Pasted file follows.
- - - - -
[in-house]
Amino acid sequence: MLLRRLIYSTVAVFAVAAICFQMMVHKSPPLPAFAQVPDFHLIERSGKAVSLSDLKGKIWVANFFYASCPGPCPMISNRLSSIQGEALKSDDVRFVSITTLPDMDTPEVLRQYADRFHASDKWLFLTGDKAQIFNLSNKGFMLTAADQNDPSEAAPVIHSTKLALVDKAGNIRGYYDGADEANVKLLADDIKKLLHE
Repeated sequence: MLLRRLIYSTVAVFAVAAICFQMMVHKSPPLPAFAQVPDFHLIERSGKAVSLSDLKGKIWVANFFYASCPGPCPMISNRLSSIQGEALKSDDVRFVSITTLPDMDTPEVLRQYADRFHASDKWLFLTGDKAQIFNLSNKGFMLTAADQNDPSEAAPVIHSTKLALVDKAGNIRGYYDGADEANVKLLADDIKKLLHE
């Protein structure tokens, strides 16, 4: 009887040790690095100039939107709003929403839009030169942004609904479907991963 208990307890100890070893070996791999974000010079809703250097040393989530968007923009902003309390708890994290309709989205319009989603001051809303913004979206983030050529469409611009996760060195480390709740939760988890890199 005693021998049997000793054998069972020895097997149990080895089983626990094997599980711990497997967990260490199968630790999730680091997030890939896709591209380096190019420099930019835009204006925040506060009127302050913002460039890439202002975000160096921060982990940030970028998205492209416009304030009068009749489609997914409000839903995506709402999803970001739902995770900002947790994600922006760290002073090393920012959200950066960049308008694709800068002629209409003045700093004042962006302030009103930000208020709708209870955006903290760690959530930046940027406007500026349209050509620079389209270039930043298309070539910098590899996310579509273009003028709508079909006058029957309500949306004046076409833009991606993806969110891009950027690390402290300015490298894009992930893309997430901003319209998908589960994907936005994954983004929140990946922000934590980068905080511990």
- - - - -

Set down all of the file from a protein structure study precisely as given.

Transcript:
[in-house]
Amino acid sequence: MLLRRLIYSTVAVFAVAAICFQMMVHKSPPLPAFAQVPDFHLIERSGKAVSLSDLKGKIWVANFFYASCPGPCPMISNRLSSIQGEALKSDDVRFVSITTLPDMDTPEVLRQYADRFHASDKWLFLTGDKAQIFNLSNKGFMLTAADQNDPSEAAPVIHSTKLALVDKAGNIRGYYDGADEANVKLLADDIKKLLHE
Repeated sequence: MLLRRLIYSTVAVFAVAAICFQMMVHKSPPLPAFAQVPDFHLIERSGKAVSLSDLKGKIWVANFFYASCPGPCPMISNRLSSIQGEALKSDDVRFVSITTLPDMDTPEVLRQYADRFHASDKWLFLTGDKAQIFNLSNKGFMLTAADQNDPSEAAPVIHSTKLALVDKAGNIRGYYDGADEANVKLLADDIKKLLHE
């Protein structure tokens, strides 16, 4: 009887040790690095100039939107709003929403839009030169942004609904479907991963 208990307890100890070893070996791999974000010079809703250097040393989530968007923009902003309390708890994290309709989205319009989603001051809303913004979206983030050529469409611009996760060195480390709740939760988890890199 005693021998049997000793054998069972020895097997149990080895089983626990094997599980711990497997967990260490199968630790999730680091997030890939896709591209380096190019420099930019835009204006925040506060009127302050913002460039890439202002975000160096921060982990940030970028998205492209416009304030009068009749489609997914409000839903995506709402999803970001739902995770900002947790994600922006760290002073090393920012959200950066960049308008694709800068002629209409003045700093004042962006302030009103930000208020709708209870955006903290760690959530930046940027406007500026349209050509620079389209270039930043298309070539910098590899996310579509273009003028709508079909006058029957309500949306004046076409833009991606993806969110891009950027690390402290300015490298894009992930893309997430901003319209998908589960994907936005994954983004929140990946922000934590980068905080511990």